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After $70M Boston Scientific Deal, CeloNova CEO Heads to Nonprofit

Xconomy Texas — 

San Antonio — Martin Landon, a long-time San Antonio life sciences executive, has left the chief executive role at medical device maker CeloNova Biosciences a year after selling a portion of the business to Boston Scientific for $70 million. Landon has taken a new job as the CEO of nonprofit BioBridge Global.

San Antonio-based BioBridge runs a few different organizations that focus on regenerative medicine treatments and research, including the South Texas Blood & Tissue Center, QualTex Laboratories, and GenCure. The groups provide products and services such as blood resource management and collecting donated umbilical cord blood.

Stepping into the nonprofit world is a big change for Landon, who has spent his entire career in the private sector. He worked for almost two decades at Kinetic Concepts (now known as Acelity) as controller and CFO, before eventually taking over as president and CEO of CeloNova in 2014.

CeloNova had developed both radiology and cardiology products when Landon took the helm. It was the radiology portfolio, including a drug-delivery device that targets tumors, that attracted Boston Scientific (NYSE: BSX). The Marlborough, MA-based company announced in November it would pay $70 million upfront to acquire CeloNova’s radiology products, including what are known as microspheres, plus milestone payments tied to sales and regulatory approval.

Microspheres are tiny particles that are sometimes used by radiologists to block the blood flow in something like a tumor. (Check out this video for an illustration of the process.) The microspheres that CeloNova sold can be loaded with a controlled dose of a therapeutic, like a chemotherapy, to be delivered to the tumor over time, the company says.

The drug-eluting microspheres, as they’re called, have been approved in Europe, though not yet in the U.S. Boston Scientific has multiple ongoing studies for the technology, including in liver cancer.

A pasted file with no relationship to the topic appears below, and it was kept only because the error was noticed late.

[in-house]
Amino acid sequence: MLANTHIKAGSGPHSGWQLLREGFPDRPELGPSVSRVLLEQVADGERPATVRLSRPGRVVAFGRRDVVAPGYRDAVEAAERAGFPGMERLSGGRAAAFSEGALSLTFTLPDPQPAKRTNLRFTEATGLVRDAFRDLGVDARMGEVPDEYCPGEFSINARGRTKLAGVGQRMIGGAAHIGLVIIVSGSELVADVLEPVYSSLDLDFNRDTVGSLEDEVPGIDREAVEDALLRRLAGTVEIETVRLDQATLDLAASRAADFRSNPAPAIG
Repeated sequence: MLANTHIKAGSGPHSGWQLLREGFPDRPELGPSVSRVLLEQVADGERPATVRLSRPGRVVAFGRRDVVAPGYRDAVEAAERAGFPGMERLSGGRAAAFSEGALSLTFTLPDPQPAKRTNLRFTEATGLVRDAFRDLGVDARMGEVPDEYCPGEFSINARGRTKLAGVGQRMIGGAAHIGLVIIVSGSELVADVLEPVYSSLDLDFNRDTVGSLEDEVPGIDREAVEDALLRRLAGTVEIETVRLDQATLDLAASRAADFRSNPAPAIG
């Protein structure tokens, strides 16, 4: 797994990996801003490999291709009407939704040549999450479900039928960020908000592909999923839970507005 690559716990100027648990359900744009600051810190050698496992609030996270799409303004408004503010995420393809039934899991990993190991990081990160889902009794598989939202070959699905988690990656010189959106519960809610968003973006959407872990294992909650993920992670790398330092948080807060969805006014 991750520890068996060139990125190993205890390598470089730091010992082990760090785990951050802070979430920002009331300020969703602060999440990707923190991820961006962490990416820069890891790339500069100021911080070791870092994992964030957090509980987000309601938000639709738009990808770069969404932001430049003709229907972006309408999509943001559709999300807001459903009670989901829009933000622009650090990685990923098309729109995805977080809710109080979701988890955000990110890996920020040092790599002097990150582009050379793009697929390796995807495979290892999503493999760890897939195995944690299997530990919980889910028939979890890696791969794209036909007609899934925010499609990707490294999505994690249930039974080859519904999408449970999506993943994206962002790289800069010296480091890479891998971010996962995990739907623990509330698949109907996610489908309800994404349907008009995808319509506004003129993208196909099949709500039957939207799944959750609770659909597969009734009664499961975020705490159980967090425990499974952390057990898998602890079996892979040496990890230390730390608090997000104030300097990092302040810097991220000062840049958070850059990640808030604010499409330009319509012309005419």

CeloNova now is studying stent systems to be used in patients with coronary artery disease, which are approved in Europe and being studied in the U.S.

CeloNova’s chairman, Dennert Ware, is serving as the company’s interim CEO it hires a replacement. Ware knows Landon from Kinetic Concepts (Acelity), where Ware was CEO for six years. After leaving Acelity in 2012, Landon spent a little more than a year as the president and CEO of The Scooter Store, a power mobility chair distributor that shut down its operations in 2013 after filing for bankruptcy in part due to a Justice Department investigation into whether it had committed Medicare fraud, according to the San Antonio Express-News. After a five-year investigation, the Justice Department decided to not press any criminal charges against any former Scooter Store executives. Landon joined CeloNova in 2014.

Landon is replacing Linda Myers, who is retiring after serving as CEO of BioBridge since 2013. She has worked for the organization since 1994.

BioBridge sometimes works with local life sciences companies. StemBioSys, a company that develops an extracellular matrix used for producing stem cells, announced a deal with BioBridge in December where the nonprofit would use the company’s matrix technology to produce more stem cells from umbilical cord blood.